Before a rally in Fargo in June, President Donald Trump addressed farmers who were nervous that his tariffs would cause a major dent in agriculture exports. “Your farmers, your people, are going to be great,” he said. “So we have things cooking now. You’re going to be so happy.”
Those tariffs are now in place. Farmers such as myself are starting to see the result. We don’t have much to celebrate when it comes to prices for our commodities. Prices for soybeans, which we grow on our family farm in Mapleton, are down almost 30 percent. The U.S. Chamber of Commerce estimates that tariffs could cost Minnesota half a billion dollars in exports, including about $100 million in agriculture exports and more than $26 million in soybean exports alone.
Peter Navarro, the White House Trade Advisor, called the cost of those tariffs a “rounding error.” I would have suggested a different term. If President Trump and other leaders in Washington don’t change course soon, Minnesota farms, livestock growers, and manufacturers are going to pay a catastrophic price for the country’s misguided trade policies.
I recently joined with an organization called Farmers for Free Trade to start a new campaign called Tariffs Hurt the Heartland in order to tell the stories of farmers, manufacturers, and workers across Minnesota and across the country. Our goal is to communicate directly to President Trump that tariffs have real, widespread consequences for everyday Americans.
We understand the need to negotiate better trade policies, especially with China, but we can’t afford sacrifice already tight agricultural markets in the meantime.
Many of us support President Trump. We voted for him, we helped send him to the White House, and we appreciate that he’s helped guide the economy in the right direction. But tariffs and trade wars can quickly reverse all of our recent growth and do real damage in states like Minnesota. We’re hopeful he will hear us when we tell him how much damage tariffs will cause our state and other farm and manufacturing states across the country.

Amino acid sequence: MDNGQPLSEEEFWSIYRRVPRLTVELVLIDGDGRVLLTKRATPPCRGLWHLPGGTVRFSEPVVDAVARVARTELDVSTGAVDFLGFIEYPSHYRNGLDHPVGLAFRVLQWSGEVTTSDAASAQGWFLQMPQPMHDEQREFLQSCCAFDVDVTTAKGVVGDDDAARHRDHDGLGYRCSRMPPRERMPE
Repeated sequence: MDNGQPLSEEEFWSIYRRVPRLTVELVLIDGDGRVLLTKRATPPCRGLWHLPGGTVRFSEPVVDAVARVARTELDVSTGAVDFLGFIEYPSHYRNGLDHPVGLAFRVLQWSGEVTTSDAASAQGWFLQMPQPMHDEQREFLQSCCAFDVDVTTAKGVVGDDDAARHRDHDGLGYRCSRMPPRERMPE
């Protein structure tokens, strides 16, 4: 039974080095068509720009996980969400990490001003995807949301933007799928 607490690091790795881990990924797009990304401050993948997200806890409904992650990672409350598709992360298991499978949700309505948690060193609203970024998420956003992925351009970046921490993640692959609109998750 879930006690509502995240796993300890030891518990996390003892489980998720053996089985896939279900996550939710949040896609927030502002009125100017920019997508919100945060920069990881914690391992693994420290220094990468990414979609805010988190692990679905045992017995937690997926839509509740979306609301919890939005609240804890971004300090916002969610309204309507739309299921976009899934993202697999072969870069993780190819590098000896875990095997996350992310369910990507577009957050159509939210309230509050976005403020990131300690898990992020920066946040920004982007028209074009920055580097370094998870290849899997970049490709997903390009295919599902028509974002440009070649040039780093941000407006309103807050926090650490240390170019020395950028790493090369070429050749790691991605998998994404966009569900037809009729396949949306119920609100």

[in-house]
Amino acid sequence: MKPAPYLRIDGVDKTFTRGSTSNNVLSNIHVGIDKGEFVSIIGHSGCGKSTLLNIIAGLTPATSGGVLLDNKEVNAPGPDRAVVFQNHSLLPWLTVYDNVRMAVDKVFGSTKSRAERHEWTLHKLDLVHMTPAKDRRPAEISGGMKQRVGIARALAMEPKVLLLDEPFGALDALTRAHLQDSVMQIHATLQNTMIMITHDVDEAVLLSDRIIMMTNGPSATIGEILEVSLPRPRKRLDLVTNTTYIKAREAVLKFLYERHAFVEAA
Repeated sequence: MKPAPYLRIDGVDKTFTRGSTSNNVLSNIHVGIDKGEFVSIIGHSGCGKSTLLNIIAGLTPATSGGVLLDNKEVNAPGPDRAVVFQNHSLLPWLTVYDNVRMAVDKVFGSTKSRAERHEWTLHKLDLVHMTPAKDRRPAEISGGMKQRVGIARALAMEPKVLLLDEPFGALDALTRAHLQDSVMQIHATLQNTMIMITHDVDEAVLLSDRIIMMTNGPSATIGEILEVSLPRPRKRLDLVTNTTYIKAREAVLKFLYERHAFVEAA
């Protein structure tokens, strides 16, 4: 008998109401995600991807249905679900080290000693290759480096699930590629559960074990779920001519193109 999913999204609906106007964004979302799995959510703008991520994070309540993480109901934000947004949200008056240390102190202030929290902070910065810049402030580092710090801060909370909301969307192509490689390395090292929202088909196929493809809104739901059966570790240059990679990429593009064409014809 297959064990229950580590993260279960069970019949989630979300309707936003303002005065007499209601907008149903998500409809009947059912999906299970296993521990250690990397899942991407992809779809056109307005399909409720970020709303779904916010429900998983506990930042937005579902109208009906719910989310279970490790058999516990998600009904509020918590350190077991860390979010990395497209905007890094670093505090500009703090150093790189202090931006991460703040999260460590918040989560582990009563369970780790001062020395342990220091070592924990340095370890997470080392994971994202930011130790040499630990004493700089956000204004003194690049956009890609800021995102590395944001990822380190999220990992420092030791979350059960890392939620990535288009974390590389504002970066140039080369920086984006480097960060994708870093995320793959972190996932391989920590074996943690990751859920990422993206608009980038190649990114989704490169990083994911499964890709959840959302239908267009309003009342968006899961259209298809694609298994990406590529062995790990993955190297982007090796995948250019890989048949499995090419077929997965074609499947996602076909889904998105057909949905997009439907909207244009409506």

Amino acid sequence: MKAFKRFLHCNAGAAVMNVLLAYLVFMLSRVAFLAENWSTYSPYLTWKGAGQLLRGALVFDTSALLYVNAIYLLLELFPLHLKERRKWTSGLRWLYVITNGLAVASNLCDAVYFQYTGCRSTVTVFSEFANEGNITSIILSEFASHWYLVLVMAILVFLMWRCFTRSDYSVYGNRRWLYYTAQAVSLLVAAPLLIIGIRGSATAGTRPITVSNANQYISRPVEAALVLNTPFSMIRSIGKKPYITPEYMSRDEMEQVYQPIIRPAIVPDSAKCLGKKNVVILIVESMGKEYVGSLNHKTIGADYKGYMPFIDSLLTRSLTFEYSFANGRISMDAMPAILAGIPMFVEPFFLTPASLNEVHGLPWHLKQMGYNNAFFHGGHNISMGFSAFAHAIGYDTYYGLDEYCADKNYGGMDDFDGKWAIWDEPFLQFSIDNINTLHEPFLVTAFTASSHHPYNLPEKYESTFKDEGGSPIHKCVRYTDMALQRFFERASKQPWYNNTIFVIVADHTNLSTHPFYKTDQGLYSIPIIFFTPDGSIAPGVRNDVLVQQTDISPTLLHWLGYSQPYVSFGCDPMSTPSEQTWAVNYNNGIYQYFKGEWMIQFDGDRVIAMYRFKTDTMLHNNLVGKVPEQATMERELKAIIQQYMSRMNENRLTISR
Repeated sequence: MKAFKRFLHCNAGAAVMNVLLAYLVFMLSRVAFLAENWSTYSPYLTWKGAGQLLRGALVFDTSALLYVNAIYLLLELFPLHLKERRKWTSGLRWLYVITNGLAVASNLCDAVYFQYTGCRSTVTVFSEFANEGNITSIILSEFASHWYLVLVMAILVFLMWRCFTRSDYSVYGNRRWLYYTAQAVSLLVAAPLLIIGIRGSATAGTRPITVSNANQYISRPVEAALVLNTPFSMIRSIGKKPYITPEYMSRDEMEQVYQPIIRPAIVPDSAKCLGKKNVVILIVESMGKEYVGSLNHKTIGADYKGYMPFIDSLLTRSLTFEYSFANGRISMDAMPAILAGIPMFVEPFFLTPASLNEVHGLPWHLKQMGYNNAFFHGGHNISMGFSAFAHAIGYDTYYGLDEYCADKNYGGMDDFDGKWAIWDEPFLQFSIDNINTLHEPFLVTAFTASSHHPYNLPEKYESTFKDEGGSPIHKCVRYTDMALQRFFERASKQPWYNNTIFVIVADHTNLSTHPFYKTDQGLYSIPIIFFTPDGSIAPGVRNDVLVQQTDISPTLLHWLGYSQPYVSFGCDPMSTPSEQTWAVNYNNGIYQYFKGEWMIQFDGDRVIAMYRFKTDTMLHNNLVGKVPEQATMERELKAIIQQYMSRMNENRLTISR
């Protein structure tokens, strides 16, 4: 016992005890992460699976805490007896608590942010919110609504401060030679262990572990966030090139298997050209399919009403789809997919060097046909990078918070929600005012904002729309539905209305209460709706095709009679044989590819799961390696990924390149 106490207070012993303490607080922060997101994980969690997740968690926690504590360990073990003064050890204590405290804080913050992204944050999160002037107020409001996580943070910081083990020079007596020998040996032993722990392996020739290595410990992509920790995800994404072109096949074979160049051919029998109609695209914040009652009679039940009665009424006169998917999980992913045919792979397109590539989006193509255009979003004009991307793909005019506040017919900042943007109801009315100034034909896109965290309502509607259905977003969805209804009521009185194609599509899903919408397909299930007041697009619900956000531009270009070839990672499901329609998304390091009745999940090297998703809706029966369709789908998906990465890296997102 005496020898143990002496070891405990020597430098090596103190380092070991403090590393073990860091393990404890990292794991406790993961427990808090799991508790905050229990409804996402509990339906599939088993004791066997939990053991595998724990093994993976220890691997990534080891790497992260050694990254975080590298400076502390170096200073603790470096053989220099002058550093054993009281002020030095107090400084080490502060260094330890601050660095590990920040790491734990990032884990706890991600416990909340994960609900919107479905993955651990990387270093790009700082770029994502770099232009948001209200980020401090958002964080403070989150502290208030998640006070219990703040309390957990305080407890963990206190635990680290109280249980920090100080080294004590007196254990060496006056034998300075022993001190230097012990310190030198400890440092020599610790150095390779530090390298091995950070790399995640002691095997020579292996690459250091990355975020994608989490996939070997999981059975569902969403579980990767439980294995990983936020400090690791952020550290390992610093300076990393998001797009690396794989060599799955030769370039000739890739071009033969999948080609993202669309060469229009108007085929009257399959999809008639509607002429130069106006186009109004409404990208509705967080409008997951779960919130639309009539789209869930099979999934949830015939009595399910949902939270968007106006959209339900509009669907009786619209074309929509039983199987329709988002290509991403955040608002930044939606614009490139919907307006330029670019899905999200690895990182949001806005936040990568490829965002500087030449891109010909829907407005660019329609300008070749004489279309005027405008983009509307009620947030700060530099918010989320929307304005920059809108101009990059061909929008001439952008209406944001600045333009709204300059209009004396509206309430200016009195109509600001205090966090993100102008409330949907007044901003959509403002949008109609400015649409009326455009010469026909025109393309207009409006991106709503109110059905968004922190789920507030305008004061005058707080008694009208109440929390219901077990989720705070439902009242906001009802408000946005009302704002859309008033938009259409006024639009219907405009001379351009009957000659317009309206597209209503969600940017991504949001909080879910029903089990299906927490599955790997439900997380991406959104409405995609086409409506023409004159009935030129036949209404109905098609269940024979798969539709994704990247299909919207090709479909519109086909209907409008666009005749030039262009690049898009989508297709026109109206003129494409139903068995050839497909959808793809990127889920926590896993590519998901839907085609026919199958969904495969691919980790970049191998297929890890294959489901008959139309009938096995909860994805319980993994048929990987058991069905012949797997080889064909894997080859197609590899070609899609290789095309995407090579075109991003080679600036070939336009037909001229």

If he wants farmers to be happy, he should reverse course on tariffs right away.
American agriculture exports are expected to total $140 billion this year. Policies that hurt our ability to sell crops overseas will put a real dent in the U.S. economy. The administration has acknowledged the potential damage by announcing a $12 billion payout program for farmers and livestock producers administered by the U.S. Department of Agriculture.
That money might temporarily ease pain for a small fraction of farmers who can’t sell their crops, but it won’t reverse the damage done to our businesses, our markets, or the long-term stability and predictability the industry needs in order to plan for the future. That’s why the near-universal reaction from farm leaders in response to the Administration’s plan was a call for “trade, not aid.”
Farm prices are already tight and business costs continue to rise. For many farmers, loans are coming due in the next few months. Disappearing markets and plummeting prices only make it harder for farmers to succeed, and many of us will continue paying the price for tariffs long after the USDA program makes its last payments.
We are not a rounding error. Along with many hardworking Americans, we help drive the country’s economy and many of us voted for and support the president. But the trade war comes with steep costs, and if the president doesn’t change direction, rural America will be left to pay the bill.
Kristin Duncanson operates a family farm in Mapleton. Farmers for Free Trade describes itself as a bipartisan organization started by former Sens. Richards Lugar, R-Ind., and Max Baucus, D-Mont. The American Soybean Association recently joined the organization.